Ten simple steps to boost your happiness

How to control your mood and stay satisfied with life.

SCOUTERS AND SCOUTS tend to be a pretty jovial bunch. How else can you explain the watermelon cheer? But even though cheerfulness is mandated in the Scout Law, they, too, can become blue. Health and Wellness Happiness

For many people, the end-of-year holiday season can be a time of particular sadness. In an uncertain economic climate, people may be more inclined to ruminate on disappointments and worries.

If you feel as if your cup is half empty, there’s cause for optimism. In recent years, researchers in the field of positive psychology have found that human beings have an amazing capacity to influence their own happiness through deliberate effort. And by “deliberate” we don’t mean buying a new car. Studies indicate that having more money and material things doesn’t have a huge impact on one’s happiness. Deliberately seeking happiness, however, can.

The Set Point Theory of Happiness suggests that 50 percent of an individual’s base happiness is inherited—out of his or her control. Even after extremely joyful or terribly traumatic events, our happiness level eventually returns to a natural “set point.” Another 10 percent of our well-being is based on our life circumstances: where we live, whether we are healthy, wealthy, married, or attractive. That leaves 40 percent of our potential happiness that is within our ability to control through thoughts and behaviors.

Below you’ll find 10 of the most effective ways psychologists, doctors, and clergy say an individual can increase his or her happiness and satisfaction with life. Give these strategies a try during the next month. You’ll quickly recognize just how many of them reflect the guiding principles of the Scout Oath and Law.

1. Know yourself better. “Self-knowledge is crucial to happiness,” says Mario Alonzo, Ph.D., a clinical psychologist who developed a personality test called PsychDNA.com. “Exploring your personality and figuring out what makes you feel energetic and significant can have a profound effect on your ability to influence your own happiness.”

2. Stop comparing yourself to successful people. Think about it: There will always be someone richer, more attractive, smarter, and more accomplished than you. Instead think about the many people who have greater struggles than you do, perhaps someone who is disabled, hungry, or homeless. That may help you with the next tip.

3. Count your blessings. If 40 percent of happiness is derived from intentional activity, this is one of the easiest ways to nudge yourself out of woe-is-me thinking. A few times a week before going to bed, write down three things you feel grateful for, suggests Sonja Lyubomirsky, Ph.D., a professor of psychology at the University of California-Riverside and author of The How of Happiness: A Scientific Approach to Getting the Life You Want. Counting your blessings is one of the most powerful mood-lifters known to man.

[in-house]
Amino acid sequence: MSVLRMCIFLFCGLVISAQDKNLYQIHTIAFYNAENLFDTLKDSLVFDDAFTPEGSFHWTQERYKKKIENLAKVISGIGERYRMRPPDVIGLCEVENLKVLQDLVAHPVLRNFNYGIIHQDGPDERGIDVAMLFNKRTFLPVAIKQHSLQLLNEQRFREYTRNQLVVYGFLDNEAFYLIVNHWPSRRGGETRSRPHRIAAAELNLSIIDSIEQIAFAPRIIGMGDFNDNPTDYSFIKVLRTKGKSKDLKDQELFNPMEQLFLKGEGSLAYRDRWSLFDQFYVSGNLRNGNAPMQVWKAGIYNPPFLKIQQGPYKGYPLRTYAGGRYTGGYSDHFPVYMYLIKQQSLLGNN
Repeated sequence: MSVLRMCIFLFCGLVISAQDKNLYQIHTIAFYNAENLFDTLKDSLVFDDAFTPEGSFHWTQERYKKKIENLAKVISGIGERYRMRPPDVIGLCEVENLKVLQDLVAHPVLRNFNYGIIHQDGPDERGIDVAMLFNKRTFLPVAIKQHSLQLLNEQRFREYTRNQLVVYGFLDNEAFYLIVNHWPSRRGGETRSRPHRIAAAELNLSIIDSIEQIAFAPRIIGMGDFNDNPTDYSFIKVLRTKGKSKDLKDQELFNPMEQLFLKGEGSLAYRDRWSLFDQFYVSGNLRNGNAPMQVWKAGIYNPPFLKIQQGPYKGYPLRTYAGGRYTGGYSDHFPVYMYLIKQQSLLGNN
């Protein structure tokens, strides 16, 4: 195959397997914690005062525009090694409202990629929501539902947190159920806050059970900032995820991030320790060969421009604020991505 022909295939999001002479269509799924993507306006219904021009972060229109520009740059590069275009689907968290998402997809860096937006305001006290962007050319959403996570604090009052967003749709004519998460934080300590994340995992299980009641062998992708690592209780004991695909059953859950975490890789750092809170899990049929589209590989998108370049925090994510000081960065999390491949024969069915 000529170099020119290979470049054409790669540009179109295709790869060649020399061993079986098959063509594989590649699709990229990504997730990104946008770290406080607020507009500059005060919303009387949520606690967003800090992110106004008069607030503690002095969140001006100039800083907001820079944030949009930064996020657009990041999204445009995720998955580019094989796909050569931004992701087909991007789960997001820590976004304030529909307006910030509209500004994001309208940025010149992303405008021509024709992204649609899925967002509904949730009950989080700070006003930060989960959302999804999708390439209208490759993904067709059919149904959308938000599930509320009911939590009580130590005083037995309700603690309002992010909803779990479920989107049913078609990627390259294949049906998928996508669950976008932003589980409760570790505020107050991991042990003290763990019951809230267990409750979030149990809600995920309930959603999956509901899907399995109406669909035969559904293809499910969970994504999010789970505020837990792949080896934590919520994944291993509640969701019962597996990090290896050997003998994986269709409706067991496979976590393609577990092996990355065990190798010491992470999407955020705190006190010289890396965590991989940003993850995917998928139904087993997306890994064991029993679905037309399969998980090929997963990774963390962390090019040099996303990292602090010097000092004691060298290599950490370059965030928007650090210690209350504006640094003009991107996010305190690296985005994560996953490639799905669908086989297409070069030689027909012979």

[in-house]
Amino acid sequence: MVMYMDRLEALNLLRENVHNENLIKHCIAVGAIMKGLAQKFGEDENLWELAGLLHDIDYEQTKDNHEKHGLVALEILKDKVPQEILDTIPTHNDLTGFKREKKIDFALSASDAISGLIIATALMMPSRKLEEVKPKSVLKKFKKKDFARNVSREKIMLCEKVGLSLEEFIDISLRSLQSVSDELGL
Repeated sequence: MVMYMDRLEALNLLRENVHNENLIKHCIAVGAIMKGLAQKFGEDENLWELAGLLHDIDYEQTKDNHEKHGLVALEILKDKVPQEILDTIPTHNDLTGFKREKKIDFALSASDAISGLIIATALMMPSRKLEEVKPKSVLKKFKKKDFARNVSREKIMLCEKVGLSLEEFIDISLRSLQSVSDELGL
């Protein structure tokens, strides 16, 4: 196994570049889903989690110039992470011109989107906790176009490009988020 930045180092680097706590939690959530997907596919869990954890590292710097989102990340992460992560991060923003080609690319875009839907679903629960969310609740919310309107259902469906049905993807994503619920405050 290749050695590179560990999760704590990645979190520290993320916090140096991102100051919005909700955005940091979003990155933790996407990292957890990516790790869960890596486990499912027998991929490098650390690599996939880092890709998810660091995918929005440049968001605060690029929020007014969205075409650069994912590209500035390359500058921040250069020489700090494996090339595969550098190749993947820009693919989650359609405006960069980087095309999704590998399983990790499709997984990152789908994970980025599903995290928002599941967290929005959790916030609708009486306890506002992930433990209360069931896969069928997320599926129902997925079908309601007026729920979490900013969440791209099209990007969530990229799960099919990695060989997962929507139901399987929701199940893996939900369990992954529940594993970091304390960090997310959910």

4. Practice gratitude. Another happiness-boosting exercise: Write a letter of gratitude to someone who has made a difference in your life. Not an e-mail. A typed or handwritten letter on real stationary, using a real postage stamp. Even better: hand-deliver it and read it aloud to your benefactor. See The Gratitude Project at scoutingmagazine.org/gratitude.

5. Take a brisk walk outside. Exercise is one of our most effective natural mood-lifters. Studies have shown that regularly breaking a sweat can be as effective in treating depression as anti-depressant medications. You don’t need to join a gym. Walking outside in bright sunshine is ideal. A University of Toronto study of more than 450 women found that those who got the most light, particularly in the morning, reported better moods and sleep. Researchers speculate that combining exercise with morning light exposure may amplify light’s beneficial effects on mood, sleep, and alertness.

6. Eat sardines. Coldwater fish are rich in omega-3 fatty acids, which researchers believe have not only strong heart-health benefits but significant effects on brain health. Studies by Capt. Joseph Hibbeln, M.D., a neuroscientist with the National Institutes of Health, link docosahexaeonic acid (DHA), an omega-3 essential fatty acid found in fish, to lower incidences of depression and suicide. Dr. Hibbeln, an Eagle Scout and acting chief of the National Institute on Alcohol Abuse and Alcoholism, believes some emotional illnesses in modern societies could be reversed by boosting intake of omega-3 fatty acids and reducing consumption of omega-6 fats found in processed foods.

7. Go to bed by 10 p.m. Adequate sleep—seven to eight hours for most people—is essential to a strong immune system and a healthy brain. Your mood suffers when you’re tired. You cannot react quickly or think clearly without good quality sleep. No wonder sleep problems are one of the classic symptoms of depression and other anxiety disorders.